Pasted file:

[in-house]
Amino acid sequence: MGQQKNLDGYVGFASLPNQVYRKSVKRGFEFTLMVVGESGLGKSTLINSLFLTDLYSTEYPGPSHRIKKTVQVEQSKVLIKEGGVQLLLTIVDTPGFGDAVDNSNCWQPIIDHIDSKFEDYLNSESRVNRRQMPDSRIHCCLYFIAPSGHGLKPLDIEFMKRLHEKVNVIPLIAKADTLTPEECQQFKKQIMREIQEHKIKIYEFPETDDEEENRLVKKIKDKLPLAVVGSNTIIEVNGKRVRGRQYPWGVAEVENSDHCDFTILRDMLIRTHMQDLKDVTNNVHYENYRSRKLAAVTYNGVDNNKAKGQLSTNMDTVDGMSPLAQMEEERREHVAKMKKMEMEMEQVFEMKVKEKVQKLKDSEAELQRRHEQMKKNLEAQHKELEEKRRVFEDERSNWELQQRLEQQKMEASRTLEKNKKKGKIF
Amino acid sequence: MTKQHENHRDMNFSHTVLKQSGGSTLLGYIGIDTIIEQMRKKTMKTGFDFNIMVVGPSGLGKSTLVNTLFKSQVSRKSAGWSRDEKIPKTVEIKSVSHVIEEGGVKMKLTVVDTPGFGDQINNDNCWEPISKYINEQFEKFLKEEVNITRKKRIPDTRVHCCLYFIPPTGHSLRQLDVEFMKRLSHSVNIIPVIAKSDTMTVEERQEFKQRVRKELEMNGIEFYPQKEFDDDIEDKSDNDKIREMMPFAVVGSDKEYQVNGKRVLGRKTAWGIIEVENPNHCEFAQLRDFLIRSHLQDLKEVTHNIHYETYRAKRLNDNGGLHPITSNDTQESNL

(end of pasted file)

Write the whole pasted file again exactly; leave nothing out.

[in-house]
Amino acid sequence: MGQQKNLDGYVGFASLPNQVYRKSVKRGFEFTLMVVGESGLGKSTLINSLFLTDLYSTEYPGPSHRIKKTVQVEQSKVLIKEGGVQLLLTIVDTPGFGDAVDNSNCWQPIIDHIDSKFEDYLNSESRVNRRQMPDSRIHCCLYFIAPSGHGLKPLDIEFMKRLHEKVNVIPLIAKADTLTPEECQQFKKQIMREIQEHKIKIYEFPETDDEEENRLVKKIKDKLPLAVVGSNTIIEVNGKRVRGRQYPWGVAEVENSDHCDFTILRDMLIRTHMQDLKDVTNNVHYENYRSRKLAAVTYNGVDNNKAKGQLSTNMDTVDGMSPLAQMEEERREHVAKMKKMEMEMEQVFEMKVKEKVQKLKDSEAELQRRHEQMKKNLEAQHKELEEKRRVFEDERSNWELQQRLEQQKMEASRTLEKNKKKGKIF
Amino acid sequence: MTKQHENHRDMNFSHTVLKQSGGSTLLGYIGIDTIIEQMRKKTMKTGFDFNIMVVGPSGLGKSTLVNTLFKSQVSRKSAGWSRDEKIPKTVEIKSVSHVIEEGGVKMKLTVVDTPGFGDQINNDNCWEPISKYINEQFEKFLKEEVNITRKKRIPDTRVHCCLYFIPPTGHSLRQLDVEFMKRLSHSVNIIPVIAKSDTMTVEERQEFKQRVRKELEMNGIEFYPQKEFDDDIEDKSDNDKIREMMPFAVVGSDKEYQVNGKRVLGRKTAWGIIEVENPNHCEFAQLRDFLIRSHLQDLKEVTHNIHYETYRAKRLNDNGGLHPITSNDTQESNL